Ego is not a dirty word. At least, some of the time.
A healthy ego means a healthy, collaborative and confident approach to your photography.
The opening verse of the Skyhooks song, Ego Is Not A Dirty Word, goes like this;
If I did not have an ego, I would not be here tonight
If I did not have an ego, I might not think that I was right
If you did not have an ego, you might not care the way you dressed
If you did not have an ego, you’d just be like the rest
Generally speaking, the word has negative connotations. If you have an ego, then it is implied that you hold yourself in too high a regard.
But in their 1975 hit, the Skyhooks hinted at a more multi-faceted definition.
What does this mean for your photography? How exactly do photographers dress as they please? Have courage in their convictions? Stand out from the crowd?
Not my best shot, and unlikely to ever grace my wall. However, the act of taking the shot was immensely enjoyable. The appreciation of a rare blue-sky day in winter. The sense of isolation and peacefulness. The typically narrow Yorke Peninsula roads whose imperfect edges are, in actual fact, perfection.
Ego and photography — the good side
You believe you have something to say. There is meaning and passion behind your work, and you aren’t afraid to show it to the world.
You’re not concerned with how you are received, because being true to yourself is more important than anything.
Inevitably, you won’t appeal to everyone. This is perfectly fine.
You enjoy connecting with like-minded individuals. You don’t care if it’s 1 person or 1,000.
You accept that you don’t know everything and that you’re always striving to learn.
This includes being able to admit when you’re wrong. Because in the grand scheme of things, it doesn’t really matter, does it?
It is also collaboration with other photographers. And giving more than receiving.
Indeed, giving with no expectation of receiving.
It is shooting well-known locations or adopting popular workflows because you know they’re tried and tested.
Conversely, it is having the courage to shoot lesser-known locations or going where no photographer has gone before.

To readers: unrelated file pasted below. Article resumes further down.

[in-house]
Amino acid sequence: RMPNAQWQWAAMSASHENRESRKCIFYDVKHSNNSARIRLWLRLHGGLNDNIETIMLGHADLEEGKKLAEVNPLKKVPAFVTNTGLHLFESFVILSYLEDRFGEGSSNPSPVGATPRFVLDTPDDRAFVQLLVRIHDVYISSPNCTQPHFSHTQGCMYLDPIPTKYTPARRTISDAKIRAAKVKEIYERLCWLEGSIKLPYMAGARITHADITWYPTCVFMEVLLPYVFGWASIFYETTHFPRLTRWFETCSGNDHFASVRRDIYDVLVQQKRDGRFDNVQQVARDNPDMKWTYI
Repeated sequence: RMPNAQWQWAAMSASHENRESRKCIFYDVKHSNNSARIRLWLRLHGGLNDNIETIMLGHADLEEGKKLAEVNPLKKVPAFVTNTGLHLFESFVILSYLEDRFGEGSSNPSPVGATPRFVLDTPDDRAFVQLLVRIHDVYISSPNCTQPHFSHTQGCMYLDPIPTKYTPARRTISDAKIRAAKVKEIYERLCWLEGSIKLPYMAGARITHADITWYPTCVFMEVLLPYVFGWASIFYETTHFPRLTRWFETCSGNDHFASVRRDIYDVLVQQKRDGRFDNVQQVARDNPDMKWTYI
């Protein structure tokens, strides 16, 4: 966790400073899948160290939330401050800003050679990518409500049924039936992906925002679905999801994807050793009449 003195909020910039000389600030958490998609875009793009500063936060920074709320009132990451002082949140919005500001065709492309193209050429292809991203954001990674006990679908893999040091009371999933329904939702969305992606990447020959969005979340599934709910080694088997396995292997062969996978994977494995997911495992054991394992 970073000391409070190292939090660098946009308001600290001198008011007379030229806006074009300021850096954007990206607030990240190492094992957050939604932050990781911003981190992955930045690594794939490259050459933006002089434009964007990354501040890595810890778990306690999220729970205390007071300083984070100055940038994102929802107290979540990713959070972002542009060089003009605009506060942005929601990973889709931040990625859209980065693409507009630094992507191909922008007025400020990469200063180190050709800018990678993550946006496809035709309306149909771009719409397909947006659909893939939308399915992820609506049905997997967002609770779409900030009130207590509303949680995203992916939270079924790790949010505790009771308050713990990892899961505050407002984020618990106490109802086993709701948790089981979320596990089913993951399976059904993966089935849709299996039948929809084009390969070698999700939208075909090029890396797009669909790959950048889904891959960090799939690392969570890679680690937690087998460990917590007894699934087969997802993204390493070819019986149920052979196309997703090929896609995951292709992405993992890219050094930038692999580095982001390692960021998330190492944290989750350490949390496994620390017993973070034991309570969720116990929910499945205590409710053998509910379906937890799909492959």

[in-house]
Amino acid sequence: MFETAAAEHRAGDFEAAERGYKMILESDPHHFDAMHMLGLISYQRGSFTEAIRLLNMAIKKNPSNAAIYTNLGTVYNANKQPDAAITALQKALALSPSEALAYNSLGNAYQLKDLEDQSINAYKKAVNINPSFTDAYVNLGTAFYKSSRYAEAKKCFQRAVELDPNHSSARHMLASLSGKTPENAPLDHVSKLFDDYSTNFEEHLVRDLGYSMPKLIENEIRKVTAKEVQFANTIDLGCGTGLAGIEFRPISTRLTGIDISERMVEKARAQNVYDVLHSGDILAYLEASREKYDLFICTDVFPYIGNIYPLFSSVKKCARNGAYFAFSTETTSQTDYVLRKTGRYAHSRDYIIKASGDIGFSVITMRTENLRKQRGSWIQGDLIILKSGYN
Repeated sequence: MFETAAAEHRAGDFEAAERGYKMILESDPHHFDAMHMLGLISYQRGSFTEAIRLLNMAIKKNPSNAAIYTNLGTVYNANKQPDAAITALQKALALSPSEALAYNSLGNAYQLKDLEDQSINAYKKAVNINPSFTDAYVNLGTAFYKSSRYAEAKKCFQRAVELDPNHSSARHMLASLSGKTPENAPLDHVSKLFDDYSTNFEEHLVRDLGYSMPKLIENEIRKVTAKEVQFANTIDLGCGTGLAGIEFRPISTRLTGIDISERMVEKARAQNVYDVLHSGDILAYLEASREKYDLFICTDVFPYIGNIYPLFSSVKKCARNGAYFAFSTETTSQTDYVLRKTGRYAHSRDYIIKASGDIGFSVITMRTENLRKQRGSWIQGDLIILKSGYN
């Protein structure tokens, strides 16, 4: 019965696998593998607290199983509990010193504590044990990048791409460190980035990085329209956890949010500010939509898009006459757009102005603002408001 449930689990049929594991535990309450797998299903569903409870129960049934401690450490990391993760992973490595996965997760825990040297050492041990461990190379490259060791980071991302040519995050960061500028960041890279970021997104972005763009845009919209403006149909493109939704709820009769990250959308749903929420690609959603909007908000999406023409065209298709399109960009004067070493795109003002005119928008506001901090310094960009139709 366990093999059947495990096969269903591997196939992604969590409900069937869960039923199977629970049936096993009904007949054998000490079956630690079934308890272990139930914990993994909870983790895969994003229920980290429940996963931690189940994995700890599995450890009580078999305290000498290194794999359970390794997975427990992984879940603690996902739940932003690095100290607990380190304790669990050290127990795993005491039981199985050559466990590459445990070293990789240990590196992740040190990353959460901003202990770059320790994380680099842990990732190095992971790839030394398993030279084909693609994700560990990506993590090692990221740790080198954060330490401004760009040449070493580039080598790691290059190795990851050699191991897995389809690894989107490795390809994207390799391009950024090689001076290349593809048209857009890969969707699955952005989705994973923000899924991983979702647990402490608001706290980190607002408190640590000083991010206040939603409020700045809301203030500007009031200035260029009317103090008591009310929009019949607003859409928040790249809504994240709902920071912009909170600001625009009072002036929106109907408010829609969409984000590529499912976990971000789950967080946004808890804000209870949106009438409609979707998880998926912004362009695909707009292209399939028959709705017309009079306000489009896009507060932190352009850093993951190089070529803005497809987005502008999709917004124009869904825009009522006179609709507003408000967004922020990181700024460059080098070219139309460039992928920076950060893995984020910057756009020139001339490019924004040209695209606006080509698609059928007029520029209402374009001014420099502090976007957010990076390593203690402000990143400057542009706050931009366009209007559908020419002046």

The initial excitement of finding this kangaroo alone in a field at sunset was tempered somewhat when I went to post-process. For one, I could barely find him amidst the stubble. Also, my lens wasn’t long enough, there wasn’t enough contrast and the sky was a bit boring. Perfectionism, ego, sweating the small stuff. Whatever you want to call it, ego serves to undermine my enjoyment of photography by establishing unrealistic standards.
The slightly less good side
You believe your work isn’t good enough to be shown to anyone else. Instead, it lays confined to the dusty recesses of your hard drive.
It can also manifest as being overwhelmed, or not knowing where or how to start.
This is related to perfectionism and requiring that everything be just so.
So much energy is wasted in the pursuit of perfection that there is seldom enough energy left over to do anything meaningful. This is a constant struggle for me.
You believe that people don’t care about your work or the message that you are trying to convey. So you keep it to yourself.
There is nothing inherently wrong with keeping to yourself of course, but true joy comes from sharing your passion with others.
The bad side
You might also believe that your photographs are too good to be shown to anyone else. People are going to steal your locations, ideas, post-processing or composition techniques.
Your photography is the best because you know everything there is to know.
Gear is updated frequently for the sake of keeping up with others, and for the (mostly) mistaken belief that new gear will produce better images.
A general lack of humility and open-mindedness manifests as the coveting of these locations, ideas and techniques — when they’re common knowledge anyway.
Social media exacerbates these issues. Many, including myself at times, have been preoccupied with likes, comments or locations — instead of finding more enjoyment from the making of the images themselves.
Originality often suffers in search of this external validation.
Then there was the time I had a great day taking photographs on the Yorke Peninsula, only to discover that I was shooting in low-quality JPEG mode all day.
Ego in photography is not necessarily a bad nor a good thing.
You have to believe that you have something to say, without feeling the need to force it on others.
You have to appreciate the positive feedback on your work, without relying on that feedback as your sole source of motivation.
The internet and a proliferation of high quality, affordable cameras has meant that photography has never been more popular.
But the Earth is still the same size and has a finite amount of locations to shoot. Finding your voice has never been harder, some may suggest.
On the contrary, I would argue that the opportunities for original, unique photography are still infinite.
Ditto for the opportunity to share a passion with like-minded individuals.
The world is crying out for creativity and passion, and it is through creativity and passion that you can find (and then bask) in your uniqueness.
Ego gives power to those who are willing to stand out in a sea of sameness, to make their opinions heard and ultimately, connect with others who share similar values.
But ego also has the ability to strip you of your capacity to learn, collaborate and most importantly, be yourself.
So if you got an ego
You better keep it in good shape
Exercise it daily
And get it down on tape
Has ego ever got in your way, or has it made you a better photographer?